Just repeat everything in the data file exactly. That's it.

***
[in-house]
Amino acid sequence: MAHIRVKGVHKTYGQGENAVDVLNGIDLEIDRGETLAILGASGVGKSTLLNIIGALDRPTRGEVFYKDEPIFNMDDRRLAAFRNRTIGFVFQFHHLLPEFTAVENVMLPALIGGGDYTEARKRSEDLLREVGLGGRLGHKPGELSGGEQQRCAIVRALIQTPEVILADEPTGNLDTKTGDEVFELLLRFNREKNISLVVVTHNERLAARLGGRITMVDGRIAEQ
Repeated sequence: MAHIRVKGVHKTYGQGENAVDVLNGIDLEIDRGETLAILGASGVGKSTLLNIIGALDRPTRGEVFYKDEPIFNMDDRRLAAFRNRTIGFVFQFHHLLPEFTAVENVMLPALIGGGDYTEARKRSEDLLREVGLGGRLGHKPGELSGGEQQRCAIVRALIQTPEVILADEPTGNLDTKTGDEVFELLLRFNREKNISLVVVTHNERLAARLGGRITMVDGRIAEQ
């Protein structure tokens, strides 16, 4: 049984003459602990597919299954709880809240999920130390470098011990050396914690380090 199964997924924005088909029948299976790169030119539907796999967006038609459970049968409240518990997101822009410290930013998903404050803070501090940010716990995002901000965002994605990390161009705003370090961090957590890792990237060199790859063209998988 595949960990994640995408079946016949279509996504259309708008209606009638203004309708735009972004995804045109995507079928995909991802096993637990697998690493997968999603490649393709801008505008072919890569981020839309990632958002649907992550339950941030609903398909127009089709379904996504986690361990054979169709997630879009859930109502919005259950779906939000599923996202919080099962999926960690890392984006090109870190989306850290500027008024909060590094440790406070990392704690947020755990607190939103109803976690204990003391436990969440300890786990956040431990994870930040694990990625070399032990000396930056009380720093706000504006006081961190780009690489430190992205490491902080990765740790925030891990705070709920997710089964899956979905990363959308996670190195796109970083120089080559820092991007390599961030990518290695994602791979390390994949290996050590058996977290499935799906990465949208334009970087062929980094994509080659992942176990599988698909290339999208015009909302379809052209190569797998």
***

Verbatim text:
[in-house]
Amino acid sequence: MAHIRVKGVHKTYGQGENAVDVLNGIDLEIDRGETLAILGASGVGKSTLLNIIGALDRPTRGEVFYKDEPIFNMDDRRLAAFRNRTIGFVFQFHHLLPEFTAVENVMLPALIGGGDYTEARKRSEDLLREVGLGGRLGHKPGELSGGEQQRCAIVRALIQTPEVILADEPTGNLDTKTGDEVFELLLRFNREKNISLVVVTHNERLAARLGGRITMVDGRIAEQ
Repeated sequence: MAHIRVKGVHKTYGQGENAVDVLNGIDLEIDRGETLAILGASGVGKSTLLNIIGALDRPTRGEVFYKDEPIFNMDDRRLAAFRNRTIGFVFQFHHLLPEFTAVENVMLPALIGGGDYTEARKRSEDLLREVGLGGRLGHKPGELSGGEQQRCAIVRALIQTPEVILADEPTGNLDTKTGDEVFELLLRFNREKNISLVVVTHNERLAARLGGRITMVDGRIAEQ
């Protein structure tokens, strides 16, 4: 049984003459602990597919299954709880809240999920130390470098011990050396914690380090 199964997924924005088909029948299976790169030119539907796999967006038609459970049968409240518990997101822009410290930013998903404050803070501090940010716990995002901000965002994605990390161009705003370090961090957590890792990237060199790859063209998988 595949960990994640995408079946016949279509996504259309708008209606009638203004309708735009972004995804045109995507079928995909991802096993637990697998690493997968999603490649393709801008505008072919890569981020839309990632958002649907992550339950941030609903398909127009089709379904996504986690361990054979169709997630879009859930109502919005259950779906939000599923996202919080099962999926960690890392984006090109870190989306850290500027008024909060590094440790406070990392704690947020755990607190939103109803976690204990003391436990969440300890786990956040431990994870930040694990990625070399032990000396930056009380720093706000504006006081961190780009690489430190992205490491902080990765740790925030891990705070709920997710089964899956979905990363959308996670190195796109970083120089080559820092991007390599961030990518290695994602791979390390994949290996050590058996977290499935799906990465949208334009970087062929980094994509080659992942176990599988698909290339999208015009909302379809052209190569797998």